In my job, one of the most important factors is weather. If the weather is good throughout my sector, I’m likely to have a quiet shift. If the weather is bad (thunderstorms, fog, low ceilings, snow, etc.), I’ll probably be busy. Since the weather changes constantly, every shift is a little different, which keeps my job interesting. Even when I’m not at work, the weather still fascinates me. This page includes links to some of my favorite weather sites.
In the old days people predicted the weather by looking at the clouds, consulting their bum knee, or using other pseudo-scientific means. Today’s meteorologists have access to vast amounts of data from weather balloons, thousands of reporting sites throughout the world, and sophisticated computer models. We’ve come a long, long way. With these improved forecasts, we can plan ahead better to avoid severe weather such as blizzards and hurricanes. Farmers can grow better and more crops. Pilots can fly their planes more safely.
Man vs. Nature
Yet despite all their data and computers, meteorologists still don’t bat 1.000. Not even close, especially when it comes to bad weather. Weather is simply too complex to understand completely, much less predict perfectly. From a scientific perspective, our models cannot account for every factor that shapes the weather. I don’t know if it’s even possible to gather enough data and design a smart enough program to get it right every time.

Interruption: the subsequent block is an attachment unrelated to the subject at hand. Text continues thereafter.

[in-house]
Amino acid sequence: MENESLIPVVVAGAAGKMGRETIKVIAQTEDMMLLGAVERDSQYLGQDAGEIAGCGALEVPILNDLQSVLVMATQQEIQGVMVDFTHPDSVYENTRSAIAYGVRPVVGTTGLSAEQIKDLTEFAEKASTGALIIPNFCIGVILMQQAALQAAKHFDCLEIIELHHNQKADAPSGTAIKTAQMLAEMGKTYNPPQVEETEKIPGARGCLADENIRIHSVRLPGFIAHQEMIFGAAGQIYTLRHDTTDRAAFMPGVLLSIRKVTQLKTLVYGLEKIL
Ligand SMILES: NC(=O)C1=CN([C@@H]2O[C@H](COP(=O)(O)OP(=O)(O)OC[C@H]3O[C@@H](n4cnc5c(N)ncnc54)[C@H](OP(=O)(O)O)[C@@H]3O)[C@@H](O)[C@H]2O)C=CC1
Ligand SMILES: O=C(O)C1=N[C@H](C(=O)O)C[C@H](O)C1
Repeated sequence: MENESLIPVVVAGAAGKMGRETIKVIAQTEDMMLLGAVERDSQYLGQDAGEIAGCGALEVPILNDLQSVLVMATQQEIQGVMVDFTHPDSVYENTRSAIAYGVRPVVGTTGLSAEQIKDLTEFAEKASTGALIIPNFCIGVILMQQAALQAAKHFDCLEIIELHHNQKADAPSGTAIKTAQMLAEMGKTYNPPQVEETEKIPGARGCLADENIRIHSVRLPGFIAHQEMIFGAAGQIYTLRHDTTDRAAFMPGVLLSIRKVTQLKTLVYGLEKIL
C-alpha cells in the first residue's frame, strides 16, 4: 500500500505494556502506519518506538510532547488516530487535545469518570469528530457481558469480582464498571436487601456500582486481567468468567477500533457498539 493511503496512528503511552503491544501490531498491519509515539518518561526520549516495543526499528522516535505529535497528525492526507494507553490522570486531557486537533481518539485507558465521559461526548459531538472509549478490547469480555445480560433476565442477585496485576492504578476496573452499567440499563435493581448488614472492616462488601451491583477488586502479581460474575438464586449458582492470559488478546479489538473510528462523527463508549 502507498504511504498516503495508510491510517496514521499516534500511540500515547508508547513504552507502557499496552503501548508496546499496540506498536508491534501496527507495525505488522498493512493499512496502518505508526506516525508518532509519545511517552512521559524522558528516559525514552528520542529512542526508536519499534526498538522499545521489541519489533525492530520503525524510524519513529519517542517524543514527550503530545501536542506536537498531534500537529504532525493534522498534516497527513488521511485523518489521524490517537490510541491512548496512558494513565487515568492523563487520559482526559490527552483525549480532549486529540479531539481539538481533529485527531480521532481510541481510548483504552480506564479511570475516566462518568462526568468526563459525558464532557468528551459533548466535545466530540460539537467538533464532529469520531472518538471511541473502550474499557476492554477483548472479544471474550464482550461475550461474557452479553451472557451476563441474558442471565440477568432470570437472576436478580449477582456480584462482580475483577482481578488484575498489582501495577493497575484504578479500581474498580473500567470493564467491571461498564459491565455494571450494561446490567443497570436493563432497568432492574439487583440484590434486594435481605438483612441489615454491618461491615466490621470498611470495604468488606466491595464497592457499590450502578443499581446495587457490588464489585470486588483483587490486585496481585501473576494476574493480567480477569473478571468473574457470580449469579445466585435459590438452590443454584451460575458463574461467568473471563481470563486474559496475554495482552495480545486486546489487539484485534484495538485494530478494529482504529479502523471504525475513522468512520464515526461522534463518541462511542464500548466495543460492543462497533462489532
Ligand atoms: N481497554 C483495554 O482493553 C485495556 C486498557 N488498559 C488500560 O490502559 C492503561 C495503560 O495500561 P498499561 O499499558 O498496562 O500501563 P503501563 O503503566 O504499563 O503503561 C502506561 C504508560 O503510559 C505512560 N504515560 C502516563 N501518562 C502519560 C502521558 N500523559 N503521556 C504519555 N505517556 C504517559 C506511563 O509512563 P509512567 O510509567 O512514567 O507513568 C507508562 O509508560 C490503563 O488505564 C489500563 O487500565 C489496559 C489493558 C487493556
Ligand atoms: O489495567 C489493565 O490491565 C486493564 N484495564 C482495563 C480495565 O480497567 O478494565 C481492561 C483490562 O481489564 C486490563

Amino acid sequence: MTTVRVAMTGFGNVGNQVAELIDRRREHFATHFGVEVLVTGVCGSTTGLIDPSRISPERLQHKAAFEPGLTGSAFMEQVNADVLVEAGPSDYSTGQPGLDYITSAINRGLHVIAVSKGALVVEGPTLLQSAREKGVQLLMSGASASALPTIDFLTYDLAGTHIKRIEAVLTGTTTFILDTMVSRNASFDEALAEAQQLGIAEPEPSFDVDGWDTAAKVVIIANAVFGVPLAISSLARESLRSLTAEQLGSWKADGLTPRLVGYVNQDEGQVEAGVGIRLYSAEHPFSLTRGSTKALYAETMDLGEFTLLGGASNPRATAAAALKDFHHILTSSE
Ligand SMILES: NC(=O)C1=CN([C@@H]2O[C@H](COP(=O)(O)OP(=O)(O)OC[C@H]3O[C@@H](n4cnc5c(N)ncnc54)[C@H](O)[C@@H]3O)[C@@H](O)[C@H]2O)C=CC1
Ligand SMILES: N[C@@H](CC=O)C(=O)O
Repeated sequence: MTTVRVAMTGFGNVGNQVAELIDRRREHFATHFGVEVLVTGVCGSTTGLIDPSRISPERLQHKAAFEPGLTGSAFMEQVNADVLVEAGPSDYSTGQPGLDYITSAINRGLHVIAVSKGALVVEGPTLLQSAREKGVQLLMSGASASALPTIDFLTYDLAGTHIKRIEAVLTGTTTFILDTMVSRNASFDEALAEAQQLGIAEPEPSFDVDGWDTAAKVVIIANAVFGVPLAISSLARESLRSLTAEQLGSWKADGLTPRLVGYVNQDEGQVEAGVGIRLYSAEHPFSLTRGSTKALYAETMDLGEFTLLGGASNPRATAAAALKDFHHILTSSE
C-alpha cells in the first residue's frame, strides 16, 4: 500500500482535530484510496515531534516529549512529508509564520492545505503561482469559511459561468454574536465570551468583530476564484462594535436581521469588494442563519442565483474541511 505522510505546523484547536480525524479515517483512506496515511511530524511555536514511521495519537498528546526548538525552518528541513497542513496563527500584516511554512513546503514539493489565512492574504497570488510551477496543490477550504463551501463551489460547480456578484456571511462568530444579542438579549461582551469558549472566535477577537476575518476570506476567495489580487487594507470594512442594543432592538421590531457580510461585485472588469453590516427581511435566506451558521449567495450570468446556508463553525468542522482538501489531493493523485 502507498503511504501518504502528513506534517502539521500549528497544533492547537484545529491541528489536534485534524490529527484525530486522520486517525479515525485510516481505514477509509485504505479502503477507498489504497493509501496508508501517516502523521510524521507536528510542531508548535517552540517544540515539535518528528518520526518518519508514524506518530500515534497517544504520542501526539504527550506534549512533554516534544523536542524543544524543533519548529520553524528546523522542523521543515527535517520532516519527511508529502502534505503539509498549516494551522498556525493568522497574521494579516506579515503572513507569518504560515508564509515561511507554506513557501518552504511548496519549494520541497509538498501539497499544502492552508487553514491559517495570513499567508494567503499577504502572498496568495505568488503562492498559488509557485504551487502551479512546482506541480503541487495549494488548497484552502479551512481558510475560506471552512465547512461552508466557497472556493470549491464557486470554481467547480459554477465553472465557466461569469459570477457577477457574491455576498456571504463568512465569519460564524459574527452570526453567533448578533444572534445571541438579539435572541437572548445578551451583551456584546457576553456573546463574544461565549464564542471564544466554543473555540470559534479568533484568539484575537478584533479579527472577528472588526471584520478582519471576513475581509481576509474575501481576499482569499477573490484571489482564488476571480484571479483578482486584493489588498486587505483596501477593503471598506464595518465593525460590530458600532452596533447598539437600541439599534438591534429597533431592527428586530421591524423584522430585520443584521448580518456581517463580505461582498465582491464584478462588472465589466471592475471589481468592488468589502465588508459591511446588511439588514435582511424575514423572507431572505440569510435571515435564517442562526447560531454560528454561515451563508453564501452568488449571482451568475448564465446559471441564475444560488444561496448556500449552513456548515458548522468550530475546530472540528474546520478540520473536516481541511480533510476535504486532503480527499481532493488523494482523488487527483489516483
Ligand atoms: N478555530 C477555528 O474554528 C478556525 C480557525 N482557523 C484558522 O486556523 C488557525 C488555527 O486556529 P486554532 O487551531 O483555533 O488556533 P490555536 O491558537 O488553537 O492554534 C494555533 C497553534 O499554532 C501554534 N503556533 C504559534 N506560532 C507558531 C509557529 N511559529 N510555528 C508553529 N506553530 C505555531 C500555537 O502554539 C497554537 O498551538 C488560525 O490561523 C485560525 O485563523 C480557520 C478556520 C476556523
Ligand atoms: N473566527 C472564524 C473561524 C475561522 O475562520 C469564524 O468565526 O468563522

To me, weather is a nice reminder of how small and limited we really are. On a nice day we might take a walk outside, enjoy the sunshine, and feel pretty good about ourselves. But there’s nothing like a nasty thunderstorm with tornado sirens to remind us that death is only a collapsed roof away. Sometimes at work I dispatch flights near thunderstorms. Strong storms can reach 45,000-50,000 feet tall or even higher, so high that even our best aircraft cannot fly over them. I’m sure you’ve seen pictures of hurricanes nearly the size of Texas.
- Aviation Weather – I use this site during every shift at work. It provides radars, TAFs, METARS, turbulence and icing forecasts, PIREPS, and many other useful products.
- AccuWeather – Tons of information including forecasts, radars, and historical data. Some is free but others require a subscription.
- The Weather Channel – I used weather.com mostly for multi-day forecasts, but it has some nice specialized maps.
- Dallas Morning News Radar – DFW area only, but I like the look of their radar images.